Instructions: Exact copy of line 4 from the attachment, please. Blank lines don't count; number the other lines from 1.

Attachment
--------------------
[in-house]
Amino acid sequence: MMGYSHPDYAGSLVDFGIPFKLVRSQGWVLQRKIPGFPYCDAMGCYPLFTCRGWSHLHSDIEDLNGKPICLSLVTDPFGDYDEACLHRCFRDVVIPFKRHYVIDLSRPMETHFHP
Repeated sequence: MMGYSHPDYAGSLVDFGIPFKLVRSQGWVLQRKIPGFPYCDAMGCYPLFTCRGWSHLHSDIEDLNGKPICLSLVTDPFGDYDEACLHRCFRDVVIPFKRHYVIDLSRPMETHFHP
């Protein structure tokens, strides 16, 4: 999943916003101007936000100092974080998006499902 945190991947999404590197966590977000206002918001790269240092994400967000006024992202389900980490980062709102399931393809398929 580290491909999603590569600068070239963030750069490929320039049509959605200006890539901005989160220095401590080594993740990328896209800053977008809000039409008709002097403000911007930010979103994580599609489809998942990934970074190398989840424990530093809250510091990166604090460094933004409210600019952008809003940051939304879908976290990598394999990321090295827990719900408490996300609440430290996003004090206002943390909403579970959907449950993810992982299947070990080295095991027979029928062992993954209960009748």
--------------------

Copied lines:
């Protein structure tokens, strides 16, 4: 999943916003101007936000100092974080998006499902 945190991947999404590197966590977000206002918001790269240092994400967000006024992202389900980490980062709102399931393809398929 580290491909999603590569600068070239963030750069490929320039049509959605200006890539901005989160220095401590080594993740990328896209800053977008809000039409008709002097403000911007930010979103994580599609489809998942990934970074190398989840424990530093809250510091990166604090460094933004409210600019952008809003940051939304879908976290990598394999990321090295827990719900408490996300609440430290996003004090206002943390909403579970959907449950993810992982299947070990080295095991027979029928062992993954209960009748």